Start adding these habits and/or avoiding these saboteurs.

(Click here to head back to the Boot Camp HOMEPAGE)

Day 4:

Quote of the Week: Never give up on a dream just because of the time it will take to accomplish. The time will pass anyway. – Earl Nightingale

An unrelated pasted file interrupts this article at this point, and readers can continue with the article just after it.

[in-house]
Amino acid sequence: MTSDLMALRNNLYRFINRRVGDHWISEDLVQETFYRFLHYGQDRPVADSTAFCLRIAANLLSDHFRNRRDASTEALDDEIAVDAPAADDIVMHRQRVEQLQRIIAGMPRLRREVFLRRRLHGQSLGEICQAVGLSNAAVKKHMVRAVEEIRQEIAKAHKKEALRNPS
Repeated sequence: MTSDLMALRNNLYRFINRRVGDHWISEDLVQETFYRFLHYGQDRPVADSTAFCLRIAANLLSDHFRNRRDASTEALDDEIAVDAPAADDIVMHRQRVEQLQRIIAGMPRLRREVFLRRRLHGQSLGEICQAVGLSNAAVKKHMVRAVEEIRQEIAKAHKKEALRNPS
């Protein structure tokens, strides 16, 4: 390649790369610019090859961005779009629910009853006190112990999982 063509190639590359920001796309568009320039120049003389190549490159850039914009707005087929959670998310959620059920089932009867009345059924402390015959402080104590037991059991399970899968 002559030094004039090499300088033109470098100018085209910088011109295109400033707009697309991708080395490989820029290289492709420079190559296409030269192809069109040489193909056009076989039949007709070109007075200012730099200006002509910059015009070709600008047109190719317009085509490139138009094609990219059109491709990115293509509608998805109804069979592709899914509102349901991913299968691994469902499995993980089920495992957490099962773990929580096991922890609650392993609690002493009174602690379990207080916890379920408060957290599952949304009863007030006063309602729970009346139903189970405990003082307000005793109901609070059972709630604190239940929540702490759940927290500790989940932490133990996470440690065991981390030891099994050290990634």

First, it’s important for athletes to realize that lighter is not always better. When we started this week, I stated that strength:weight is KING. I stand by this. Although it seems that lighter will always be faster, once lighter involves losing too much muscle and requiring a calorie restriction that puts you in a chronic calorie (energy) deficit that is too low, strength, energy, stamina, suffer. Then, overall well-being, mood, hormones, brain function, and immune function suffers. At best, athletes recognize symptoms early, strive for weight maintenance (not loss), balance out calories rather than strive for a deficit (although they may always require a slight deficit of 300-500 calories per day overall to maintain race weight – more below), double down on training nutrition, double down on supplements, and feel great. At worst, they enter the dizzying downward spiral of overtraining syndrome and have to claw their way out (often over months with very little training allowed). No bueno.